It’s the end of the snow day as we know it.
With New York City expected to be hit with up to a foot of snow between tonight and Thursday morning, the city’s Department of Education announced that all public school buildings will be closed on Dec. 17.
But that doesn’t mean public school students get a day off to warm themselves by the glow of a television and a cup of soup after sledding and snowball fights — as all classes will automatically switch over to remote learning.
“Due to expected severe weather conditions, all New York City district school buildings will be closed Thursday, Dec. 17, 2020,” according to the brief DOE statement issued Wednesday afternoon. “After-school programs, adult education, and YABC programs are also cancelled. All takeout and community meal operations will be closed. While school buildings are closed, instruction will continue remotely for all students.”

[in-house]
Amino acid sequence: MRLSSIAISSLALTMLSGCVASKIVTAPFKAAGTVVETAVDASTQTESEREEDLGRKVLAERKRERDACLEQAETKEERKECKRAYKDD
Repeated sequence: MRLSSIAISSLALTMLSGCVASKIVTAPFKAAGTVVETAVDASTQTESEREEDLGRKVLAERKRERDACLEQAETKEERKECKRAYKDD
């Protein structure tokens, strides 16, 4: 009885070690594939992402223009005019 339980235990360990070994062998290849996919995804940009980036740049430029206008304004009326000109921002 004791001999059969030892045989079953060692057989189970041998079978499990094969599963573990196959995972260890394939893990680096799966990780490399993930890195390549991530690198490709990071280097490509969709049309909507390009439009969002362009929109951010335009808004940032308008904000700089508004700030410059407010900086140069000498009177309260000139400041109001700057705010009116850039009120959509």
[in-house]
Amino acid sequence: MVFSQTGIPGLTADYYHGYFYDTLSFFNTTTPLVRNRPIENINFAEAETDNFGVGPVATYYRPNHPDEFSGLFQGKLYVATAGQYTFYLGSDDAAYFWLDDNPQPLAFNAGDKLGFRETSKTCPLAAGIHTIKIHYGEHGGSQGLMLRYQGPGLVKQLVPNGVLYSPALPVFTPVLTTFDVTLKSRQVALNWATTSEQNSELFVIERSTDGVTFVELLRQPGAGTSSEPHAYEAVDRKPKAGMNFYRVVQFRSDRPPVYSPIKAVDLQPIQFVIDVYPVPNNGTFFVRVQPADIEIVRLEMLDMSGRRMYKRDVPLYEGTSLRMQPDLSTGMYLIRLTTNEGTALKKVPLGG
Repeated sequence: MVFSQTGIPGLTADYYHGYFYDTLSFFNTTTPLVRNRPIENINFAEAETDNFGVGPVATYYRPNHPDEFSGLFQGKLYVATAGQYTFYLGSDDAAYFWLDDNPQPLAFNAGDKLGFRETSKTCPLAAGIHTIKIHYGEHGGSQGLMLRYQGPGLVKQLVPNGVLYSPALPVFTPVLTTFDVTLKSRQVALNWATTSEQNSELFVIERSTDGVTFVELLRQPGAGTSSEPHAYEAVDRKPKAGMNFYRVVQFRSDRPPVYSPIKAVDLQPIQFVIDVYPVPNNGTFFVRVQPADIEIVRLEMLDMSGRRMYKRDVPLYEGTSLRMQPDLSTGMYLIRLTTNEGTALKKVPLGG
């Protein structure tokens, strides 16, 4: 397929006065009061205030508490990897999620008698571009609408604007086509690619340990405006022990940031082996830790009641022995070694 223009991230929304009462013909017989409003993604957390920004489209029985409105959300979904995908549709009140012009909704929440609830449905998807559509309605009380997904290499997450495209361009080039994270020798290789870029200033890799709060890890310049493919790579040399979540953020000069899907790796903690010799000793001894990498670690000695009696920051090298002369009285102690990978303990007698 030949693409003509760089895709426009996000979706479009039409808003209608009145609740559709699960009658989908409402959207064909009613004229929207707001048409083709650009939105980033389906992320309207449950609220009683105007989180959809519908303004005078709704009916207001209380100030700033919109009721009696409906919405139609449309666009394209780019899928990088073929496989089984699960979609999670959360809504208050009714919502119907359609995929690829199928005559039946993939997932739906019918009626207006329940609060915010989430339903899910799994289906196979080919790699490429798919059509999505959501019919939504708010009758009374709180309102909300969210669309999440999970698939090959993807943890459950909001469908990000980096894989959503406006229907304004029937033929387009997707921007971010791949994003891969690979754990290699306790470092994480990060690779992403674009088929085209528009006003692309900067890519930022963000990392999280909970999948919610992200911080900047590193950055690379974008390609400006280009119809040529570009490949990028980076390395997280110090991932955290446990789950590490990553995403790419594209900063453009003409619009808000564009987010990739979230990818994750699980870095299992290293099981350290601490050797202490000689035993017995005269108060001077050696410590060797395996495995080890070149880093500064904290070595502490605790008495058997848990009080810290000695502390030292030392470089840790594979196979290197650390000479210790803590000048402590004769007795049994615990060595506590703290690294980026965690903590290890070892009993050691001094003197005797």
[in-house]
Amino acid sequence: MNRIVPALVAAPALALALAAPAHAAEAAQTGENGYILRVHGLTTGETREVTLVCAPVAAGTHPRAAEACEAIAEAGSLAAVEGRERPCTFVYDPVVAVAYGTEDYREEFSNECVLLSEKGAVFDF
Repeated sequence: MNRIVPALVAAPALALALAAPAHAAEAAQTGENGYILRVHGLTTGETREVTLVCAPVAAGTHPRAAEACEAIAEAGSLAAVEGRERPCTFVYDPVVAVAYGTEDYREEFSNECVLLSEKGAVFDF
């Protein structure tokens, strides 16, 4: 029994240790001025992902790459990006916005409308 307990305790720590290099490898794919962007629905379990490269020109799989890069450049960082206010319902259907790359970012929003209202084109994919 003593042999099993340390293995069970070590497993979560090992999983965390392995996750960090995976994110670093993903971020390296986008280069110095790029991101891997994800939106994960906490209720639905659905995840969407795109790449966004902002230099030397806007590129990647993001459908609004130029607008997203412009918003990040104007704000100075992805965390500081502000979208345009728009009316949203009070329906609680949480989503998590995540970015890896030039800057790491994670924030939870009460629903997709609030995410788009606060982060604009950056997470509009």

The switch to remote learning was made easy as a result of the COVID-19 pandemic. Classes first shifted from in-person to remote learning not long after the virus took hold in the city back in March. After finishing the school year remotely, New York City public schools reopened in late September with students either working remotely or attending in-person classes part-time on a “blended model.”
In November, after the 7-day COVID-19 positivity rate in New York City hit 3%, Mayor Bill de Blasio ordered the public schools closed. The decision proved controversial amid reports that the COVID-19 infection rate in most public schools was far lower than the citywide rate.
On Dec. 7, elementary schools were reopened to students; middle and high school students remain on remote learning as the city DOE works on a reopening plan for them, as COVID-19 infection rates have been higher in the upper grades.
Moreover, the city has been working to bring more students back to the classroom due to the increased safety within classrooms. While discussing a possible post-Christmas shutdown of the city due to the pandemic’s second wave, de Blasio indicated at a Tuesday press conference that public schools might be exempt from it.